Back in the summer of 2016, Jax-based Afro-Cuban Salsa outfit LPT was holding down a residency in the back room of 5 Points’s Rain Dogs. The band quickly earned an avid following, packing the dark, intimate space with enthusiastic supporters, which surely pushed the limits of Rain Dogs’s fire-code-stipulated capacity.
“The back room at Rain Dogs is where we really got our start. It’s small, hot, dingy and perfect,” says LPT’s bassist-turned-frontman Josué Cruz (who’s also a Void Mag contributor).  “When people started showing up, that is what took us by surprise. We always knew the music was tight, we just didn’t know if people were going to dig it. That place holds a special place in our hearts, man.”
LPT’s since earned a regional following, with invitations to play notable festivals such as Suwannee Roots Revival and the Savannah Jazz Festival, all due in large part to the group’s revelrous live shows, an act they honed during those early Rain Dogs performances.
On Friday, the LPT returns to where it all started to release a live album, El Fonquéte: Live. We recently asked our friend Cruz to dish on Friday’s festivities, the group’s soft spot for one particular 5 Points’ watering hole, and the LPT’s forthcoming digital drop.

Void contributor and LPT frontman, the multi-talented Josué Cruz. // Photo: Cole LoCurto

So, El Fonquéte: Live. It’s a live album, obviously. And LPT has gained a following, in my opinion, on account of A) the crack musicianship of the group’s members B) the authenticity of the sound (one that’s unique to the region) and C) the band’s infectious, rowdy, hot live performances. Where was the album recorded and was capturing that live energy at top of mind when deciding to put out a live album?
 The album was recorded live at Heartwood Soundstage down in Gainesville, Florida. The venue is all set up to film and record bands and the owners have done such a great job compiling quality gear. We took the approach of let’s just go in there and do our thing like we do, if we capture a quality performance, we share it. Our first three years of existence have all been about the live shows, which are a true representation of a band warts and all.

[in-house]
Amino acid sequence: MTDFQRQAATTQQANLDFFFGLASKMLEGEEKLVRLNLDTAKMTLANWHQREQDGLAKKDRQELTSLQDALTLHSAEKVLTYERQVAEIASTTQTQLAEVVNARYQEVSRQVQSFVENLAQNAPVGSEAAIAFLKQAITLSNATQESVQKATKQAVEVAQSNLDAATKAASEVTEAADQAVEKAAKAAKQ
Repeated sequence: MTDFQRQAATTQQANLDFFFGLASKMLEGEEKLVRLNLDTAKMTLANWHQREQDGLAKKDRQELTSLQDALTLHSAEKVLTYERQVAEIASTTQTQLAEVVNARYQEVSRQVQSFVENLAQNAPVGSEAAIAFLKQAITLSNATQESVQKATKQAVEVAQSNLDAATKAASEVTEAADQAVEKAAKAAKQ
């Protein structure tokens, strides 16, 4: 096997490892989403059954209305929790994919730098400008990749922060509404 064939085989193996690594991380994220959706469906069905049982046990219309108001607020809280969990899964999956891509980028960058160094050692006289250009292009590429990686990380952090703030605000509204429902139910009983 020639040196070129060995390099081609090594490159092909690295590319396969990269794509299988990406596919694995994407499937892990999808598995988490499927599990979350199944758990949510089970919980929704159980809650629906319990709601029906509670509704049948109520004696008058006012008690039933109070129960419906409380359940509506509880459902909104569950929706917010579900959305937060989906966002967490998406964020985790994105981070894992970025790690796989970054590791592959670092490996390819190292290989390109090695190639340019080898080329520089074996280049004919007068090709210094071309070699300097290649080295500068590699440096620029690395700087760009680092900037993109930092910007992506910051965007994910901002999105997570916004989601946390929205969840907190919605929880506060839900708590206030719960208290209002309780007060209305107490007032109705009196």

What’s on the album–a mix of covers and originals? And how did you decide that this mix of songs (curated in advance of the set) was a good representation of what you guys are doing, and/or where you’re headed? 
The album is a mix of originals and covers that we feel we’ve come to be known for so far; songs that we’ve truly made our own. When we originally started this, it was really about us getting together to play songs that we loved that we weren’t hearing live anywhere. The songs on the album are a good picture of what we’ve been up to for the last three years. It marks a point in tine for us and allows us to move forward.
And the phrase El Fonquéte–it’s meant to mean a jam, or party right? Tell us about the name and what it’s come to represent to you and the group.

Man, you’re right. A fonquéte is just an all out jam and good time. The word is actually a bit of Spanglish (mix of English and Spanish) referring to something being The Funk. When we were kids, if something was good we would say, “Damn, that’s the funk!” That became, “Yo, that’s fonquéte!” (Haha). Makes sense, right? Maybe, but still, LPT has adopted that as what we do when we play. Not only do we turn the night into a fonquéte, we bring the people straight up fonquéte. 

LPT’s gained notoriety for the group’s crack musicianship, infectious rhythms, and raucous live performances. // Photo: Cole LoCurto

 

You’re dropping it at Rain Dogs, where your group has roots, right? Tell us what that venue means to LPT. And what can folks who come to the show expect?
The back room at Rain Dogs is where we really got our start. It’s small, hot, dingy and perfect. We knew that it was the right place to release the album. For us, this album is all those Thursday nights stuffed back in there on that small stage and people actually coming to see us play and dance with us. When people started showing up, that is what took us by surprise. We always knew the music was tight, we just didn’t know if people were going to dig it. That place holds a special place in our hearts, man.

For this show, we’re are playing the songs on the album and a slew of new, original material too. There are folks that have been supporting us since day one and every show since. That’s our Familia! We’re going to do what we do, which is take it to the stage and leave it there. This show is for them. This show is for us. This show if for everyone, which is why LPT exists.

To see LPT bring the fonquéte grab a ticket here. You can also watch the group perform in our office in the video below.